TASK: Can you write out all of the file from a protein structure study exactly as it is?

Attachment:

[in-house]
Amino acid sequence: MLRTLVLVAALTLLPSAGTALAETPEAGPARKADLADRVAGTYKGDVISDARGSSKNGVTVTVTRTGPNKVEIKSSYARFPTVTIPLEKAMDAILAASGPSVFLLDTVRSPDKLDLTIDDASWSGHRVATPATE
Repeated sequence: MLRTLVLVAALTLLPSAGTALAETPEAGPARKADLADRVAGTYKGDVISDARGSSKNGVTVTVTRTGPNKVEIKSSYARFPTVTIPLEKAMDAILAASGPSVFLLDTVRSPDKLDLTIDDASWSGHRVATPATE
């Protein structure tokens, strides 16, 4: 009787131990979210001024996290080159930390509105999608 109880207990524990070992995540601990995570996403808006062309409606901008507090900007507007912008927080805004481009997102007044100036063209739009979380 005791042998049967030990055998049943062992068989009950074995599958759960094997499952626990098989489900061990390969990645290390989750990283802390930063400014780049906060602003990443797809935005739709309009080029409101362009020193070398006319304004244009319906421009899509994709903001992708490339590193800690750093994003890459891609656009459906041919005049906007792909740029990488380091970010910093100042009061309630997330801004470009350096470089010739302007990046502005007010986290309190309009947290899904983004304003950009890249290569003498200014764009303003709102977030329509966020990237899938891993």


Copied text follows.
[in-house]
Amino acid sequence: MLRTLVLVAALTLLPSAGTALAETPEAGPARKADLADRVAGTYKGDVISDARGSSKNGVTVTVTRTGPNKVEIKSSYARFPTVTIPLEKAMDAILAASGPSVFLLDTVRSPDKLDLTIDDASWSGHRVATPATE
Repeated sequence: MLRTLVLVAALTLLPSAGTALAETPEAGPARKADLADRVAGTYKGDVISDARGSSKNGVTVTVTRTGPNKVEIKSSYARFPTVTIPLEKAMDAILAASGPSVFLLDTVRSPDKLDLTIDDASWSGHRVATPATE
């Protein structure tokens, strides 16, 4: 009787131990979210001024996290080159930390509105999608 109880207990524990070992995540601990995570996403808006062309409606901008507090900007507007912008927080805004481009997102007044100036063209739009979380 005791042998049967030990055998049943062992068989009950074995599958759960094997499952626990098989489900061990390969990645290390989750990283802390930063400014780049906060602003990443797809935005739709309009080029409101362009020193070398006319304004244009319906421009899509994709903001992708490339590193800690750093994003890459891609656009459906041919005049906007792909740029990488380091970010910093100042009061309630997330801004470009350096470089010739302007990046502005007010986290309190309009947290899904983004304003950009890249290569003498200014764009303003709102977030329509966020990237899938891993």